Let’s get it out of the way before we continue: I prefer Safari over Chrome. I’ve used it since it was first released. I find Safari is more stable and fast (with the Flash plugin removed), and echoes my goals in browsing the web. It feels at home on the Mac. It also syncs to mobile Safari on my iOS devices. As a developer, I appreciate the WebKit team philosophy of “no performance regressions”. Any change to the code that makes the tests run slower gets reverted. I don’t know if they still follow this in practice, but if they do, it explains so much of the features they’ve decided to add and support. I don’t use all of the features - I mostly ignore reading lists, for instance - but the features I use are typically pretty solid.
I attribute Safari’s stability partly to not including Flash by default, and making it easy to remove if it ends up on your machine. Flash is rife with security issues, instability, and bad experiences in general. Even 5 years ago, I was using plug-ins like Click2Flash to disable Flash by default, and seeing much better speed and stability. In most of my browsing, Flash was typically only powering advertisements. As iOS has helped to push the use of HTML5-based video instead, this has only become more true. I’m able to move around the web without Flash on a daily basis now, and it makes the web more pleasurable to use. All because the Safari/WebKit team, I think, focuses on avoiding regressions.
We see this priority in the implementation of iOS 9 Safari extensions. These extensions are subject to review, and are intentionally limited to avoid performance issues. It should be very difficult for 3rd-party developers to screw anything up in my browser.
Why is Chrome the new Flash?
Chrome started out with admirable public goals - to improve the performance of the web. It seems like it’s falling away from that in recent months, however. Flash is included with the browser - to be fair, they keep this mostly up-to-date, and it’s painless to update the whole browser. But the fact that it’s in there and turned on exposes users to any security vulnerabilities from Flash.
The Chromium project forked off of WebKit to build their own engine. They’re pushing their own agenda, which they claim is “openness”. My concern with this claim, however: the Chromium team were maintaining many features in their own branch of WebKit long ago, and never worked to merge them back into the main WebKit branch. So forgive me if I roll my eyes when they make any claims of open-ness or cooperation with the community.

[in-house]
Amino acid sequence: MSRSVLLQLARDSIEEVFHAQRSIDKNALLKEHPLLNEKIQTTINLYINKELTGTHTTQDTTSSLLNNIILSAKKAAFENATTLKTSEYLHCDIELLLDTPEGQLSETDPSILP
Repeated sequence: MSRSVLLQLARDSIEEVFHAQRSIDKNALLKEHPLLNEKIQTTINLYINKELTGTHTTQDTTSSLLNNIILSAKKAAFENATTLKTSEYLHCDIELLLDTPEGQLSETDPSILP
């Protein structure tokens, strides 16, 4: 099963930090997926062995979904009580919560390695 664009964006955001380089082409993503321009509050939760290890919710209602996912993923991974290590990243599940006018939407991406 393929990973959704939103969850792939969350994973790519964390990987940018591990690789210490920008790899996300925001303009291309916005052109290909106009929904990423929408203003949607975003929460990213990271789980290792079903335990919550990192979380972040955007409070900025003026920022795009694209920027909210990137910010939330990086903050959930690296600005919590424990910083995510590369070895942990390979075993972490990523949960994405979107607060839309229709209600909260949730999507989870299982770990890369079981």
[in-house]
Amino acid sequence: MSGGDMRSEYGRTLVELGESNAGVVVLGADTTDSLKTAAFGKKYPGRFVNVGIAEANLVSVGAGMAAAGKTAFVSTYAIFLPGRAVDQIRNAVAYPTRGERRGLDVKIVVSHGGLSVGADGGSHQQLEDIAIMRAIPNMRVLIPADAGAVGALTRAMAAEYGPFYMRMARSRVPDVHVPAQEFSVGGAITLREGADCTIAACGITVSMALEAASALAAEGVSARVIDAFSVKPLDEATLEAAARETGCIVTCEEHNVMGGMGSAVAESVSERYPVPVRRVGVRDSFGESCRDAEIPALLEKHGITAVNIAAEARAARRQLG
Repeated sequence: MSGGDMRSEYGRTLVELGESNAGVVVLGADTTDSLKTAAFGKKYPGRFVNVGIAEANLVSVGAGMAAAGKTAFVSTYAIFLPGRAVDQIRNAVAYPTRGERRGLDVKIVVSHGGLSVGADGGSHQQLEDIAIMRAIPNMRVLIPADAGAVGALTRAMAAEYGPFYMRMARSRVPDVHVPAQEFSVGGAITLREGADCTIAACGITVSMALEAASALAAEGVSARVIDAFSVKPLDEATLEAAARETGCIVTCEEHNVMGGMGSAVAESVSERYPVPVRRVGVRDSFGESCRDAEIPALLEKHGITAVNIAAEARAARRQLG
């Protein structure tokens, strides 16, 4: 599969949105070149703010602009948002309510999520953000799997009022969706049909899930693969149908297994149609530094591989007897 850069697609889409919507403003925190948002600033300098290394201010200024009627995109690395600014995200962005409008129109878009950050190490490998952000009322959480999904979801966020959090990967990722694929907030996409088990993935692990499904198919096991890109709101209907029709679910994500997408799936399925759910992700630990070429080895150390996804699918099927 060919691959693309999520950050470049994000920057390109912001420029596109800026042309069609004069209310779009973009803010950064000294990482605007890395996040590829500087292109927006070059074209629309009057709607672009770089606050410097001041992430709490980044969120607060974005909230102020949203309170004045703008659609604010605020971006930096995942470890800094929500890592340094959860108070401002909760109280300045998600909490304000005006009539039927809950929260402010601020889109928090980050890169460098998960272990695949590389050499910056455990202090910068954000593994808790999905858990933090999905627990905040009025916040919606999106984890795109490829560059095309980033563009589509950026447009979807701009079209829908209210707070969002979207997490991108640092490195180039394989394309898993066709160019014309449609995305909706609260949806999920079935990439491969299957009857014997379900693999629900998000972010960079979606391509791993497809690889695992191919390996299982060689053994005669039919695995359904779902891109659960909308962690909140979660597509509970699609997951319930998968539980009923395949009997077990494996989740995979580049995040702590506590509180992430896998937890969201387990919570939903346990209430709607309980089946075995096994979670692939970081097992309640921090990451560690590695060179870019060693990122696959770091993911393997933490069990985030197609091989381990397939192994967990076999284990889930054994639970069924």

The Blink team is going down the same path of other browser projects - Mozilla and Firefox - both of which have become overly bloated and stretched in too many directions. The Apple WebKit team, like it or not, has one main priority: don’t make it slow. Any time you add code to a project, there’s a potential risk of decreased performance or stability. So when you gripe about WebKit allegedly falling behind, I tend to wonder what you’re expecting be added to my browser. Most of these gripes involved adding new “features” which already exist in Safari - just not the particular flavor of the thing you want. The core of these gripes from the web developer crowd seems to be “we want to make native apps, but on the web”. The reality is that you’ll always be playing second fiddle to native apps - in speed, size, and usability. This has been argued back and forth too much already, so I’m leaving that alone.
I suppose I would be more sympathetic to these gripes if web developers were more respectful to Safari on the desktop, but when I mention a bug in a web site, a common response I get from web developers is, “oh, that works fine in Chrome”. In their tone, in their delivery, the underlying meaning is “you should switch to Chrome”. Since Safari is my browser of choice, you can understand why this frustrates me.
Ultimately browsers should be slow to push out major changes and new features, changes should conform to the open spec, and changes added to browsers should not sacrifice performance. When browsers vary from the spec, you get the IE non-standard behavior of the 90s. When browsers allow performance to drop in favor of features, you end up with Mozilla. When pushing out new features too quickly, things are missed in QA and bugs are left unfixed.
I was initially going to call this “Chrome is the new IE”, but “Chrome is the new Flash” makes more sense. Chrome isn’t dragging its heels - I don’t think any of the major browsers are. But the agenda behind Chrome isn’t consistent with where the web needs to go, and it’s getting bogged down in bundled features which detract from performance. In the same way, Flash was overburdened with “features” and bundled apps which didn’t help advance the usefulness of the product long-term. Eventually, removing Flash from my system helped to keep my machine from getting too warm while it was on my lap.
I think Apple is moving at the correct pace with Safari, and taking a good performance-based approach to features. Saying “no” is much better than saying “yes”. Pushing browser makers to adopt features which aren’t part of the standard yet leads to more forks and branches like we had in the late 90s with IE vs Netscape. Chrome going off it its own direction, and web developers trying to force me onto Chrome, makes me feel like Chrome is the new IE. What happened to web standards?